7:30 p.m. Nov. 4, 8 p.m. Nov. 6, 2 p.m. Nov. 7; Benaroya Hall, 200 University St., Seattle; tickets from $24; 206-215-4747, seattlesymphony.org. Also streams at Seattle Symphony Live, for which subscriptions ($12.99/month, $129.99/year) go on sale mid-September; live.seattlesymphony.org.
GraceANN Cummings plays Garrett Fisher
When this intrepid pianist and searching composer first collaborated in the fall of 2019 — on Fisher’s “Raga Etudes,” improvisatory frameworks for a pianist to elaborate upon — the result was a 45-minute suite of overwhelming textural richness, rhythmic freedom and sonic grandeur that made it the most immersive and beautiful new piano music I’d heard in years. “Blueprints” is the pair’s next meeting of minds; no piano lover should miss it.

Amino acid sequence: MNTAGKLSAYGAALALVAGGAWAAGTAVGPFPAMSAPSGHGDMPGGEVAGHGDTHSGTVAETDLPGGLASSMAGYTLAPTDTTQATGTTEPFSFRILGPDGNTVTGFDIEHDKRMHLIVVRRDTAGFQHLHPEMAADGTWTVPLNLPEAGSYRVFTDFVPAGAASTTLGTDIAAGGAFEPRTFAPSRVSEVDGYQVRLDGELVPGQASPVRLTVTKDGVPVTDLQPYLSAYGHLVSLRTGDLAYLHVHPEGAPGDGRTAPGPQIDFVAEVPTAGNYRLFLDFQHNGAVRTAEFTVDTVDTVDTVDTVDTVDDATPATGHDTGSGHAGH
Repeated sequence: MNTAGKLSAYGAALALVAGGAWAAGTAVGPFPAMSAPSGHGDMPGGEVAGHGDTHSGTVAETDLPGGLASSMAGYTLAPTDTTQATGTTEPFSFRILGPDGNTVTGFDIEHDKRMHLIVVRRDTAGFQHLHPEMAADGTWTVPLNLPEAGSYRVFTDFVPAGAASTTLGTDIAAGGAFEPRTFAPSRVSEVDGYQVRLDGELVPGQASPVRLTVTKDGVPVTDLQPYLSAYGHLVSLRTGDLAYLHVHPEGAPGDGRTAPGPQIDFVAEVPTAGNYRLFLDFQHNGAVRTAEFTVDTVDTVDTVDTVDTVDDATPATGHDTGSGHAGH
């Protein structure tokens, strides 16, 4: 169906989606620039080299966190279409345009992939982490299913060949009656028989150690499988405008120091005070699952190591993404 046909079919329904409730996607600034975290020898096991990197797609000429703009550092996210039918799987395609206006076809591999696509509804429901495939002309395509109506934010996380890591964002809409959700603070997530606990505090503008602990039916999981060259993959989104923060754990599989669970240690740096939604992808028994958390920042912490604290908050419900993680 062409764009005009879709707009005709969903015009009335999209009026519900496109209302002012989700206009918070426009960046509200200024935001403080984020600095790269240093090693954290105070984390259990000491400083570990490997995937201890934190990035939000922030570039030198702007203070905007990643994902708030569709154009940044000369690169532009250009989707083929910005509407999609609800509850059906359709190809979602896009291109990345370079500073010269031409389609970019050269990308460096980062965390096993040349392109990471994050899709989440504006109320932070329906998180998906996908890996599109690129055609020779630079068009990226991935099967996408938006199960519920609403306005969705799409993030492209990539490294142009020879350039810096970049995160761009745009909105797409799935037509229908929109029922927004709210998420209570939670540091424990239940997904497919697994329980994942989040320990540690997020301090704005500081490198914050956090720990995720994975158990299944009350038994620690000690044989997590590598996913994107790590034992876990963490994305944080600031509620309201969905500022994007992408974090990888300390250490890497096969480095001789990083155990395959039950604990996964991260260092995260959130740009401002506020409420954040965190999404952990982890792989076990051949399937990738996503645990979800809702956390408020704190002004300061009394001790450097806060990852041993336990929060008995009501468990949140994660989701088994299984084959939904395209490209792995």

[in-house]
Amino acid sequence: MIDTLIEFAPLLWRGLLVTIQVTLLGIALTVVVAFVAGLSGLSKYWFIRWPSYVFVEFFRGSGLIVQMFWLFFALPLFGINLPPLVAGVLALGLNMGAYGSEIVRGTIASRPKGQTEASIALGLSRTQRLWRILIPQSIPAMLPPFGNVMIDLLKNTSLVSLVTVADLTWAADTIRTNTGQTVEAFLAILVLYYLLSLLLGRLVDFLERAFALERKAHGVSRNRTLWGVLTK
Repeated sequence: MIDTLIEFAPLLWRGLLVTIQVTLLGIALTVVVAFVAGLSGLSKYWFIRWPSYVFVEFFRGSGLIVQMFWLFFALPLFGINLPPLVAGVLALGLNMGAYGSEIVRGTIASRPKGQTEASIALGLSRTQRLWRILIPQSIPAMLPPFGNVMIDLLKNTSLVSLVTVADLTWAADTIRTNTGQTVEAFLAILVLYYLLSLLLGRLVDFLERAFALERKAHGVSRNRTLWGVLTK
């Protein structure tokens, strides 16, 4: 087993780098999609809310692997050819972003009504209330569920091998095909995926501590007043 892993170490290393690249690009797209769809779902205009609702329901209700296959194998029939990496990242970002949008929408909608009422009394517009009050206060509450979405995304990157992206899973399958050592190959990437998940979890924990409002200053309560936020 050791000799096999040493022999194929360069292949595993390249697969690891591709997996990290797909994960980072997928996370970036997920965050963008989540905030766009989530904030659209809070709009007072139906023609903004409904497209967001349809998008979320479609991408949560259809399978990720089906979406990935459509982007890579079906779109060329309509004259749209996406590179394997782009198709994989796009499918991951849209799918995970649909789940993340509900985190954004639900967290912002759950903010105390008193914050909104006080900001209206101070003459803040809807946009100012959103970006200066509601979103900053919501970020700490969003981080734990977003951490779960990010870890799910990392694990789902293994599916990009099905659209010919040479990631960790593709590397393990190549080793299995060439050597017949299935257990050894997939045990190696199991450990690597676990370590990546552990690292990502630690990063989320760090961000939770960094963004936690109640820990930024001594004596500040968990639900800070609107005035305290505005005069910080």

8 p.m. Nov. 12; Chapel Performance Space, Good Shepherd Center, 4649 Sunnyside Ave. N., Seattle; tickets from $5; waywardmusic.org
The opinions expressed in reader comments are those of the author only and do not reflect the opinions of The Seattle Times.